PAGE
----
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IRVING (CBSDFW.COM) – For the first time, seismologists are using the word “swarm” to describe all of the rumbling in and around the city of Irving. Taking another step in the investigation into the cause of the temblors, scientists will collect 14 of the 22 seismographs deployed around the area.

It was standing room only Thursday night at a city hall meeting where experts told rattled North Texans they couldn’t rule out the possibility of stronger quakes happening in the future.

There were a lot of questions presented at the meeting and some say not nearly enough answers.

(credit: CBSDFW.COM)

(credit: CBSDFW.COM)

Pamphlets from the Federal Emergency Management Agency (FEMA) that warn residents to get ready were handed out. The information inside proved just how little most North Texans know about the quakes.

Seismologists, local leaders, emergency personnel, and other experts gathered to give an unsettling message to the public.

Southern Methodist University seismologist Dr. Brian Stumps said, “I do not know whether this specific swarm will die out or will continue.”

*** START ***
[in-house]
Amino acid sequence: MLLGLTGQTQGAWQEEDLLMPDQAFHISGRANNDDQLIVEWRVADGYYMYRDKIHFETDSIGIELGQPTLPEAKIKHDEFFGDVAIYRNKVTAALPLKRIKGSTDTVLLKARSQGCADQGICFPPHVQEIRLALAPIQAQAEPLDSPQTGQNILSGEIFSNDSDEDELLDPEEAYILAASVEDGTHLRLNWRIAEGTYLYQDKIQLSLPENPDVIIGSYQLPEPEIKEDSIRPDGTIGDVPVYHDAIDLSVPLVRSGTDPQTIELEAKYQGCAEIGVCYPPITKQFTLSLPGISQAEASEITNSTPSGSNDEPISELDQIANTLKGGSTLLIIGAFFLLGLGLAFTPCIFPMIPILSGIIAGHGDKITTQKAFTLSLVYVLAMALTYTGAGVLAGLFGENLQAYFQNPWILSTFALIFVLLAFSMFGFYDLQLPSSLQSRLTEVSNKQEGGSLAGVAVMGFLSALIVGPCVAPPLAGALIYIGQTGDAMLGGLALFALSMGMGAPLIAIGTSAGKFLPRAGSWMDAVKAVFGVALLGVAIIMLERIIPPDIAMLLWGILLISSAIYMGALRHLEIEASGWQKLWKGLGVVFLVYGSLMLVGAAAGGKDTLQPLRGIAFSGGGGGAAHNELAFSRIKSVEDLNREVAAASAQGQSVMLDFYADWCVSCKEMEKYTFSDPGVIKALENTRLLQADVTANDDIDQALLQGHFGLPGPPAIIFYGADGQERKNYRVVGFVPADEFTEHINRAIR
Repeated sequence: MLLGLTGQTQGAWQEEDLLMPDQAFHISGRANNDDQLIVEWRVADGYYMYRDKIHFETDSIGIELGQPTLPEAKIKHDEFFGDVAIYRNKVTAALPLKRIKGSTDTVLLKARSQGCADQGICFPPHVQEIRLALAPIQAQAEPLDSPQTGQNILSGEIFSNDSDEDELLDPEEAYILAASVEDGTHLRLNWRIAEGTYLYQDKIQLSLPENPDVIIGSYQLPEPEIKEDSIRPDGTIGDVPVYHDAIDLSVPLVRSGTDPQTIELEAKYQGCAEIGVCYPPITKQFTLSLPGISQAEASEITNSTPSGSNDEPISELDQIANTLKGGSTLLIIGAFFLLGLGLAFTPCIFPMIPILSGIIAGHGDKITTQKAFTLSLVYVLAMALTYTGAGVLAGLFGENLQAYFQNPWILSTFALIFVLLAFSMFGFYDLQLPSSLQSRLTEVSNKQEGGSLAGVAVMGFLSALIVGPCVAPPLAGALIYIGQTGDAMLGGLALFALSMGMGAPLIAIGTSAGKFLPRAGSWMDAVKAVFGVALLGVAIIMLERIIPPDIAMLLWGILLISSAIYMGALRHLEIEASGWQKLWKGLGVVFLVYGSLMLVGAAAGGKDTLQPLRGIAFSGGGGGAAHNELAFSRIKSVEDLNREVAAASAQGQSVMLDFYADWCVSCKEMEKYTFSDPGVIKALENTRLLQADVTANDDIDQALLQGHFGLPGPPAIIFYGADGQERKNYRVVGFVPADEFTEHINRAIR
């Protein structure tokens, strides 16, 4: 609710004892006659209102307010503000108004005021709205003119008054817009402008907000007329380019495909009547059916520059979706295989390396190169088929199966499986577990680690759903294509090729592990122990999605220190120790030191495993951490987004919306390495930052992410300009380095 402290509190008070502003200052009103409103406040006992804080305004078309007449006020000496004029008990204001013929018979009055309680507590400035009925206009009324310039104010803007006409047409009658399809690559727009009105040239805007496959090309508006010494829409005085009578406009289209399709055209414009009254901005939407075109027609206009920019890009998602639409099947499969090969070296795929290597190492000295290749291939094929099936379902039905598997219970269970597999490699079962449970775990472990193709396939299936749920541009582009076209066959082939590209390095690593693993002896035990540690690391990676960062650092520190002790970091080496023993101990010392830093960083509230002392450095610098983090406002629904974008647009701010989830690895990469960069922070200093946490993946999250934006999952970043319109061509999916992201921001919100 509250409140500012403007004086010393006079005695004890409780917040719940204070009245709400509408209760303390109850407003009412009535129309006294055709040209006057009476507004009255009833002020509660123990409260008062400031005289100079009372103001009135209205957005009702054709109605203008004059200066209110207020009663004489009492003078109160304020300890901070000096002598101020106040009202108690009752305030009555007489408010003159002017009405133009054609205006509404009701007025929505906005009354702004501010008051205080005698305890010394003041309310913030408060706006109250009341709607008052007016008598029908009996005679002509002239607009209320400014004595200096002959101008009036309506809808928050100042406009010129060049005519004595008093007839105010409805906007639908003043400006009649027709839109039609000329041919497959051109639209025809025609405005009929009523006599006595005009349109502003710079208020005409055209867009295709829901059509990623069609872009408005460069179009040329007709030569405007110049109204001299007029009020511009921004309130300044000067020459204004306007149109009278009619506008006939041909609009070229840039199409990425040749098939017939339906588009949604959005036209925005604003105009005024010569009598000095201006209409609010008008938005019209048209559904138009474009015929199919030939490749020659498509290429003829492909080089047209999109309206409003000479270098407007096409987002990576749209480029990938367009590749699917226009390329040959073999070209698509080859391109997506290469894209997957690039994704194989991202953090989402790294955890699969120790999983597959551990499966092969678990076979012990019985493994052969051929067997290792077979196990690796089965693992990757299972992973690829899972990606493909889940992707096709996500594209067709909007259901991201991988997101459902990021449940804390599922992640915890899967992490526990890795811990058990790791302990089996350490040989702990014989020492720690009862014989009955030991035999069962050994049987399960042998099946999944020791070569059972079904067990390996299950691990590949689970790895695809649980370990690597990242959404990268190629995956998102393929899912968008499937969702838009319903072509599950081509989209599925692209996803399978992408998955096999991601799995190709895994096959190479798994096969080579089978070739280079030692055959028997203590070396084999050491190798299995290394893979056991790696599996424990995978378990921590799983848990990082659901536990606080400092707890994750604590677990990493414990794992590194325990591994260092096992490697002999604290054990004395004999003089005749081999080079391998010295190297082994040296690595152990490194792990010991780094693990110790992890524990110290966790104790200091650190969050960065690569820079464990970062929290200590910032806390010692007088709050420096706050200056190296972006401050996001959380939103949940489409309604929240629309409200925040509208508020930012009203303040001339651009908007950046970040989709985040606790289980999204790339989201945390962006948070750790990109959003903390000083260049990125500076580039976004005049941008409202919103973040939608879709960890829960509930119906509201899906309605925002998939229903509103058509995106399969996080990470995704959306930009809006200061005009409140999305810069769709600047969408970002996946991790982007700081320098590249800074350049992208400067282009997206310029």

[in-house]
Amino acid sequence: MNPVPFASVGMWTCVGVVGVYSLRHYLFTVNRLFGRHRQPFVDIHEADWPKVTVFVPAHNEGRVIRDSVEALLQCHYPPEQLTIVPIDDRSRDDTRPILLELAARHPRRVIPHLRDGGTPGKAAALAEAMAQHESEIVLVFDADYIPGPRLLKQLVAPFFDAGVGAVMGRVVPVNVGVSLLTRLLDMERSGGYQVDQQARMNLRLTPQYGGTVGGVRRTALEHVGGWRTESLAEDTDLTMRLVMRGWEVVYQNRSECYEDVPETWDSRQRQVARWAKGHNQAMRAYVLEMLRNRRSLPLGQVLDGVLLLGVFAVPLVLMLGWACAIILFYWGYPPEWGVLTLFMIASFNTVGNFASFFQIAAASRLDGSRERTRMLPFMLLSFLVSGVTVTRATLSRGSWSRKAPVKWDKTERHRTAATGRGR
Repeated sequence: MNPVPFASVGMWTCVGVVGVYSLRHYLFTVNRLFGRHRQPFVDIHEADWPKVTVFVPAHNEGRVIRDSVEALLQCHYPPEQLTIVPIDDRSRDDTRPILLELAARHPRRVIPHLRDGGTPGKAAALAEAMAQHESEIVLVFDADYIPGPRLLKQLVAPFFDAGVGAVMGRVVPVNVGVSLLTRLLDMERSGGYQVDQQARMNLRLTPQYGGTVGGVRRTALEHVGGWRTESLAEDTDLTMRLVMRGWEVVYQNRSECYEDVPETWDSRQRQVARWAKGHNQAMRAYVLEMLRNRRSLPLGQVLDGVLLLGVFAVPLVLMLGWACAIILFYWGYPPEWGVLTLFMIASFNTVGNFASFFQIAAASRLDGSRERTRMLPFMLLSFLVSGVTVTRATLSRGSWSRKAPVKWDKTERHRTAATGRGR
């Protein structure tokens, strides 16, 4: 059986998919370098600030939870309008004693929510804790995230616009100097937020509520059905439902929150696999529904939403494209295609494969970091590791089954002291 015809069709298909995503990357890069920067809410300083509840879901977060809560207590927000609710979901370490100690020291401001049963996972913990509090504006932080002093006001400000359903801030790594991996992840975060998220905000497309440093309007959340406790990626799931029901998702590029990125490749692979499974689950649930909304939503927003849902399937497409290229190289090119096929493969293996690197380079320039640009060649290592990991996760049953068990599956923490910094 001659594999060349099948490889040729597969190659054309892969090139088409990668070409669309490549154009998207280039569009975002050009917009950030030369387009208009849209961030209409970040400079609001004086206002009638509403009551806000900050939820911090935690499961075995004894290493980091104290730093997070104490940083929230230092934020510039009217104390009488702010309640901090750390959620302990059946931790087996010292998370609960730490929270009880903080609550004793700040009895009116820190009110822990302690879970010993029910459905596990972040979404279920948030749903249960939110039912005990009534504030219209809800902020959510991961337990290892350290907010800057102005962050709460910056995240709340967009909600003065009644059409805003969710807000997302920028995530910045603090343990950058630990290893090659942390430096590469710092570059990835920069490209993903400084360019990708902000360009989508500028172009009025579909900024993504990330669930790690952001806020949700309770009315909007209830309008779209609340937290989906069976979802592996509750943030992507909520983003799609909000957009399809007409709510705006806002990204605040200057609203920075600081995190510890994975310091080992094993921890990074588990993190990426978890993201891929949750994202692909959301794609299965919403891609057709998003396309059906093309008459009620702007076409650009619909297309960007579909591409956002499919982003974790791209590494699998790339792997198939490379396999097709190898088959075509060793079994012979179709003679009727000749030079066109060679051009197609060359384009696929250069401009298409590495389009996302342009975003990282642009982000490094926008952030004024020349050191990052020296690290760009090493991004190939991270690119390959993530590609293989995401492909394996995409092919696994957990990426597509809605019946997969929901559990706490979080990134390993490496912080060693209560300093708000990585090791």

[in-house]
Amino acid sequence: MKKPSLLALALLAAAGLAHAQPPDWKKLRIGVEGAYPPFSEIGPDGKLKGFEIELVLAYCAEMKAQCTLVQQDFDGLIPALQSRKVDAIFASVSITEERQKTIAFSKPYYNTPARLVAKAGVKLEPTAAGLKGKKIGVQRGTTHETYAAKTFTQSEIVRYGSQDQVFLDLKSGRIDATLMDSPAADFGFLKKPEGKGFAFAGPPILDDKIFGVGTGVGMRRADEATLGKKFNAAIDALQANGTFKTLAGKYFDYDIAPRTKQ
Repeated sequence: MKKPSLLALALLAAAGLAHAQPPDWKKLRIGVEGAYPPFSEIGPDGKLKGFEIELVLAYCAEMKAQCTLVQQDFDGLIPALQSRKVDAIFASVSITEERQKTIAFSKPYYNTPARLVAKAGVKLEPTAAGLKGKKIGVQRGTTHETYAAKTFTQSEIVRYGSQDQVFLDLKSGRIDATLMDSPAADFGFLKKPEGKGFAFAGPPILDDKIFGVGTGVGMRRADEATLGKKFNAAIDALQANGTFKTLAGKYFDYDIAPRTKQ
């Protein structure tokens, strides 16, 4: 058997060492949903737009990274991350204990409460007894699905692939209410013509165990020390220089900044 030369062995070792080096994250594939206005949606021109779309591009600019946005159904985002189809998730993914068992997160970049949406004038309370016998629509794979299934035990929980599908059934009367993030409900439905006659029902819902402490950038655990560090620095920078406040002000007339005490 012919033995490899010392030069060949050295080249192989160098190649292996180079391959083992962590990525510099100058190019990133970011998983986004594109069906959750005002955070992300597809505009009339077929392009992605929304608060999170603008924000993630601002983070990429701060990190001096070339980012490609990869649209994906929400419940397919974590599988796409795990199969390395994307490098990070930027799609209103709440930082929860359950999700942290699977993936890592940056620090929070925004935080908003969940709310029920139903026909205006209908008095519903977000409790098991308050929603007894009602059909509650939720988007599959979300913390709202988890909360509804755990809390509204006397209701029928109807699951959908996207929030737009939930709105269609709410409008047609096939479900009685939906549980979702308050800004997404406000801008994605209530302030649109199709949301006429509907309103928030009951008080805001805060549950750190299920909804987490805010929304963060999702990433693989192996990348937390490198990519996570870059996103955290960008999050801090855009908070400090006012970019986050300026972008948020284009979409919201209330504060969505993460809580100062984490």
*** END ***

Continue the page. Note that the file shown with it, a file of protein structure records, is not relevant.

The other mystery… what is causing the swarm of nearly 20 earthquakes just this month? The most popular theory of human activity caused by oil injection wells and hydraulic fracturing (fracking) has not been proven.

Texas Railroad Commission seismologist Craig Pearson told the crowd, “At this time we have no evidence of any oil and gas activity to the earthquakes that are occurring.”

Despite comments made, experts say they’re still early in their investigation, and every cause possibility is still on the table.

Irving resident Susy Marino addressed the city council. “It makes me feel concerned, because I’ve been a resident for many years.”

Marino made her fears clear and pointed fingers at both leaders and experts who she thinks are dragging their feet in finding answers. “It not only bothers me, it alarms me. It makes me curious as to why they aren’t being proactive.”

Irving Mayor Beth Van Duyne urged residents to be patient. “This is a new phenomenon in North Texas that a lot of us are not used to,” she said.

Some 22 seismometers have been around the epicenter of the earthquakes and scientists hope to get data soon that could lead to the answers so many people want.

Data from those 14 seismographs is expected to be collected by the end of the week.

(©2015 CBS Local Media, a division of CBS Radio Inc. All Rights Reserved. This material may not be published, broadcast, rewritten, or redistributed.)

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